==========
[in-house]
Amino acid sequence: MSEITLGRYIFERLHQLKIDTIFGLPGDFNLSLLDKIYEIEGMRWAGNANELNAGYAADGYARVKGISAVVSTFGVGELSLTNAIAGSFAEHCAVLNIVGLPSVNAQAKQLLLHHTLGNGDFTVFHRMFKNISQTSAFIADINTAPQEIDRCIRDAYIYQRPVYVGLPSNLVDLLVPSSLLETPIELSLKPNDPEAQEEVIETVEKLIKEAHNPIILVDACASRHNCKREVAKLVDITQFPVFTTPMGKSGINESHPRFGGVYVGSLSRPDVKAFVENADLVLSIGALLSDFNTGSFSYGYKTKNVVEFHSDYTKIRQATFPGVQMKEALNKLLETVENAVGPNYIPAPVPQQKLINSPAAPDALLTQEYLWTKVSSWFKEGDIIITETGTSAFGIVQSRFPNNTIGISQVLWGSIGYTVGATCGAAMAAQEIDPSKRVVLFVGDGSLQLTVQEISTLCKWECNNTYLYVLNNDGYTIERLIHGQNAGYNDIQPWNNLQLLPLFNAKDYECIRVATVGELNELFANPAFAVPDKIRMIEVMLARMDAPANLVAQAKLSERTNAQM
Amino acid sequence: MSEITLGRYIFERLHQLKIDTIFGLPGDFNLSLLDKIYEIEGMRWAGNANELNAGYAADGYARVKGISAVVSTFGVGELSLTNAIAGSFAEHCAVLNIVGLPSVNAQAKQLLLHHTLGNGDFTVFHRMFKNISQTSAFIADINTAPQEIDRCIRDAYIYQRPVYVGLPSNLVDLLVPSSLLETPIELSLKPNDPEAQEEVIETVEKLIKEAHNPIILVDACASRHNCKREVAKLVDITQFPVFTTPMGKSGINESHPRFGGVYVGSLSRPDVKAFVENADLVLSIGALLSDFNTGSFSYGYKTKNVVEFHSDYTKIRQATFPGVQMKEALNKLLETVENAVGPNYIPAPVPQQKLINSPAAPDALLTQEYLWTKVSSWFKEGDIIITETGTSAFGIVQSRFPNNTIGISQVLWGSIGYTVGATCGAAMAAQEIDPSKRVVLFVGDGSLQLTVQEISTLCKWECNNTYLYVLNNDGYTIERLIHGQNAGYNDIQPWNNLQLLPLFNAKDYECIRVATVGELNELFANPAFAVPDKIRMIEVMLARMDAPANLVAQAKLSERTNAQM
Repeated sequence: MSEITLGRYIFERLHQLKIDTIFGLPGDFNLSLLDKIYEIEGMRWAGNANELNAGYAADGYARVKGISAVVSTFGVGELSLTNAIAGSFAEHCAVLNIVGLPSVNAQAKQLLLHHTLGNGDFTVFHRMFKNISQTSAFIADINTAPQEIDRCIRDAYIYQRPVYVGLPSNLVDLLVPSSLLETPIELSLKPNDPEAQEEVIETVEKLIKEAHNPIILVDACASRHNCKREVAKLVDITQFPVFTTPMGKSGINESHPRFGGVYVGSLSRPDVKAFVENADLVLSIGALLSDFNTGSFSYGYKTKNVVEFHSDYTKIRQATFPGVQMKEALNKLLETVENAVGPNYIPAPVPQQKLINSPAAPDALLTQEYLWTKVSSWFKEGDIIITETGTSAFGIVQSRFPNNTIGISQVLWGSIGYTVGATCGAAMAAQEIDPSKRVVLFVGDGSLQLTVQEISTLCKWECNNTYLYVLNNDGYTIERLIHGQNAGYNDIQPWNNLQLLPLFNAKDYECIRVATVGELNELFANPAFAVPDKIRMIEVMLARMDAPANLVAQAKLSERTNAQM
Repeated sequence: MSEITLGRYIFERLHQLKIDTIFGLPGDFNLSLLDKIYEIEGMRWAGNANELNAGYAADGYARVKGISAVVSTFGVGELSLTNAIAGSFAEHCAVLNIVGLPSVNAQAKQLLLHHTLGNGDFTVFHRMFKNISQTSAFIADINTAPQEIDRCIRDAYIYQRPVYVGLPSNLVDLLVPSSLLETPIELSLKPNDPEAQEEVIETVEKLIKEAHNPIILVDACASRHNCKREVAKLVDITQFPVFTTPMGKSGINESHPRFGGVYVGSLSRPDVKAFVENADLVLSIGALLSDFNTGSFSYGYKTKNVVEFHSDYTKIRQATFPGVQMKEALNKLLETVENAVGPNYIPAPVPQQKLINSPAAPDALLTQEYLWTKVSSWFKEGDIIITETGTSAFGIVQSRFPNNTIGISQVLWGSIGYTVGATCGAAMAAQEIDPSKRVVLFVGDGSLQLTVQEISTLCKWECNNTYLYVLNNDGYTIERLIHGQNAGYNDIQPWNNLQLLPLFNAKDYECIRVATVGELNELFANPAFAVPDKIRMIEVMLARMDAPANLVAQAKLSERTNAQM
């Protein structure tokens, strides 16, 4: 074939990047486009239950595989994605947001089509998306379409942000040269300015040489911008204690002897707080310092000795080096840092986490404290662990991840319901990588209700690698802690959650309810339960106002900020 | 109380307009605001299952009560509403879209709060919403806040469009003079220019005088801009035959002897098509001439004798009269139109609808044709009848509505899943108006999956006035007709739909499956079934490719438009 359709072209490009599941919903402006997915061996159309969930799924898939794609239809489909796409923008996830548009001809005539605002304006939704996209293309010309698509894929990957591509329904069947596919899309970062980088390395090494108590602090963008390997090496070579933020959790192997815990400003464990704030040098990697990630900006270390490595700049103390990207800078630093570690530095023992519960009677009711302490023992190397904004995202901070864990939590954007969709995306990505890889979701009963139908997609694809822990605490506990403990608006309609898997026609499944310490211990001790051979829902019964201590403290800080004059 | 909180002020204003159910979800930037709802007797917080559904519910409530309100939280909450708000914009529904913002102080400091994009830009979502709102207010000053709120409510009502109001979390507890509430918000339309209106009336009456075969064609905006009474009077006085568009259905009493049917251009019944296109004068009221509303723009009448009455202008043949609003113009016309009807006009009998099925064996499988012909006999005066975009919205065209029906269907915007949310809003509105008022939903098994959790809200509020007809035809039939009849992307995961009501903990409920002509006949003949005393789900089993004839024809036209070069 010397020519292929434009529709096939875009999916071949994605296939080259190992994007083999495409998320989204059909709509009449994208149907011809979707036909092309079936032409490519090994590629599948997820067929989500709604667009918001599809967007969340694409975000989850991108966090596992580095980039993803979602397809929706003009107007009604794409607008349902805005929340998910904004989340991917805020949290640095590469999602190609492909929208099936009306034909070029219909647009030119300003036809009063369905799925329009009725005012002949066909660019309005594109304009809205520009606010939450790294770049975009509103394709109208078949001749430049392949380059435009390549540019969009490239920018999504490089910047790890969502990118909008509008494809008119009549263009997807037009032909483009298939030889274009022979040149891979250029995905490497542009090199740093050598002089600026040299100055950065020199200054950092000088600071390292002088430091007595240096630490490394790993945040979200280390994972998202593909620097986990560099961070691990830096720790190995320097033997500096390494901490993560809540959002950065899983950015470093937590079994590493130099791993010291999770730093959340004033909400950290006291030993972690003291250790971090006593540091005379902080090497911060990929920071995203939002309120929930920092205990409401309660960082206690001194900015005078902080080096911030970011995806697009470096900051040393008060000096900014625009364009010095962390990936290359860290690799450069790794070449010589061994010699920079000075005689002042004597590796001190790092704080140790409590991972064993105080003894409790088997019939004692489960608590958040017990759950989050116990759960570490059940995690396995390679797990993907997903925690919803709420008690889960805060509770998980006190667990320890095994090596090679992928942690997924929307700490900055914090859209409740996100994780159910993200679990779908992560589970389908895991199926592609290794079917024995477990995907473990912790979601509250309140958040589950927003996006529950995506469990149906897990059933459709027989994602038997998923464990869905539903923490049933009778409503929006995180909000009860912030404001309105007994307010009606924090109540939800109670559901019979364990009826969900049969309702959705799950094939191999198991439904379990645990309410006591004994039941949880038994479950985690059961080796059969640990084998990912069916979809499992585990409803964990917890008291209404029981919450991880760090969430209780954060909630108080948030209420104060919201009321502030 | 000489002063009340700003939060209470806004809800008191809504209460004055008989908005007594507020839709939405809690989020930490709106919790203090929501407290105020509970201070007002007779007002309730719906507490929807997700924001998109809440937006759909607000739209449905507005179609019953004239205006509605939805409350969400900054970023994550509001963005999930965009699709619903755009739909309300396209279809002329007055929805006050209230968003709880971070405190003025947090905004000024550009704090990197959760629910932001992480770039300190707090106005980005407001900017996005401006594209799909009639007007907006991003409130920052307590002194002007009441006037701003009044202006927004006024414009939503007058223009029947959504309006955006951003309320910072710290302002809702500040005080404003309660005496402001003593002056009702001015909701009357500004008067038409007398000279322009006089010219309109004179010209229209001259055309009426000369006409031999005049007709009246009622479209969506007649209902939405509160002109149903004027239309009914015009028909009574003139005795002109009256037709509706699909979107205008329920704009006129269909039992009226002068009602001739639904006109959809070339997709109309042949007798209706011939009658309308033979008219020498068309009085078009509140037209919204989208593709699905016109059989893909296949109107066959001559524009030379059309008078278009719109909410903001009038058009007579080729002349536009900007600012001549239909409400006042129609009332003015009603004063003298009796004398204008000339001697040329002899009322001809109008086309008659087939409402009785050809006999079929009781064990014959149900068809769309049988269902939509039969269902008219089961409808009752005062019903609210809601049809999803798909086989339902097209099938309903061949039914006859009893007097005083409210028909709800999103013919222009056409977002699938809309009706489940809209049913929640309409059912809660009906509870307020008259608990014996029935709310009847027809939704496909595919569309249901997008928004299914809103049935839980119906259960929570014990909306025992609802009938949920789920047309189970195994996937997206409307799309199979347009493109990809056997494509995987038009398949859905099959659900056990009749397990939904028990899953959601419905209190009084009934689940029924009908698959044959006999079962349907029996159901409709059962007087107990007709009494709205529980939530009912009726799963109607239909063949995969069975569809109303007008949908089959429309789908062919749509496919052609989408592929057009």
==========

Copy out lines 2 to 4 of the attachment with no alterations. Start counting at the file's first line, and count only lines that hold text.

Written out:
Amino acid sequence: MSEITLGRYIFERLHQLKIDTIFGLPGDFNLSLLDKIYEIEGMRWAGNANELNAGYAADGYARVKGISAVVSTFGVGELSLTNAIAGSFAEHCAVLNIVGLPSVNAQAKQLLLHHTLGNGDFTVFHRMFKNISQTSAFIADINTAPQEIDRCIRDAYIYQRPVYVGLPSNLVDLLVPSSLLETPIELSLKPNDPEAQEEVIETVEKLIKEAHNPIILVDACASRHNCKREVAKLVDITQFPVFTTPMGKSGINESHPRFGGVYVGSLSRPDVKAFVENADLVLSIGALLSDFNTGSFSYGYKTKNVVEFHSDYTKIRQATFPGVQMKEALNKLLETVENAVGPNYIPAPVPQQKLINSPAAPDALLTQEYLWTKVSSWFKEGDIIITETGTSAFGIVQSRFPNNTIGISQVLWGSIGYTVGATCGAAMAAQEIDPSKRVVLFVGDGSLQLTVQEISTLCKWECNNTYLYVLNNDGYTIERLIHGQNAGYNDIQPWNNLQLLPLFNAKDYECIRVATVGELNELFANPAFAVPDKIRMIEVMLARMDAPANLVAQAKLSERTNAQM
Amino acid sequence: MSEITLGRYIFERLHQLKIDTIFGLPGDFNLSLLDKIYEIEGMRWAGNANELNAGYAADGYARVKGISAVVSTFGVGELSLTNAIAGSFAEHCAVLNIVGLPSVNAQAKQLLLHHTLGNGDFTVFHRMFKNISQTSAFIADINTAPQEIDRCIRDAYIYQRPVYVGLPSNLVDLLVPSSLLETPIELSLKPNDPEAQEEVIETVEKLIKEAHNPIILVDACASRHNCKREVAKLVDITQFPVFTTPMGKSGINESHPRFGGVYVGSLSRPDVKAFVENADLVLSIGALLSDFNTGSFSYGYKTKNVVEFHSDYTKIRQATFPGVQMKEALNKLLETVENAVGPNYIPAPVPQQKLINSPAAPDALLTQEYLWTKVSSWFKEGDIIITETGTSAFGIVQSRFPNNTIGISQVLWGSIGYTVGATCGAAMAAQEIDPSKRVVLFVGDGSLQLTVQEISTLCKWECNNTYLYVLNNDGYTIERLIHGQNAGYNDIQPWNNLQLLPLFNAKDYECIRVATVGELNELFANPAFAVPDKIRMIEVMLARMDAPANLVAQAKLSERTNAQM
Repeated sequence: MSEITLGRYIFERLHQLKIDTIFGLPGDFNLSLLDKIYEIEGMRWAGNANELNAGYAADGYARVKGISAVVSTFGVGELSLTNAIAGSFAEHCAVLNIVGLPSVNAQAKQLLLHHTLGNGDFTVFHRMFKNISQTSAFIADINTAPQEIDRCIRDAYIYQRPVYVGLPSNLVDLLVPSSLLETPIELSLKPNDPEAQEEVIETVEKLIKEAHNPIILVDACASRHNCKREVAKLVDITQFPVFTTPMGKSGINESHPRFGGVYVGSLSRPDVKAFVENADLVLSIGALLSDFNTGSFSYGYKTKNVVEFHSDYTKIRQATFPGVQMKEALNKLLETVENAVGPNYIPAPVPQQKLINSPAAPDALLTQEYLWTKVSSWFKEGDIIITETGTSAFGIVQSRFPNNTIGISQVLWGSIGYTVGATCGAAMAAQEIDPSKRVVLFVGDGSLQLTVQEISTLCKWECNNTYLYVLNNDGYTIERLIHGQNAGYNDIQPWNNLQLLPLFNAKDYECIRVATVGELNELFANPAFAVPDKIRMIEVMLARMDAPANLVAQAKLSERTNAQM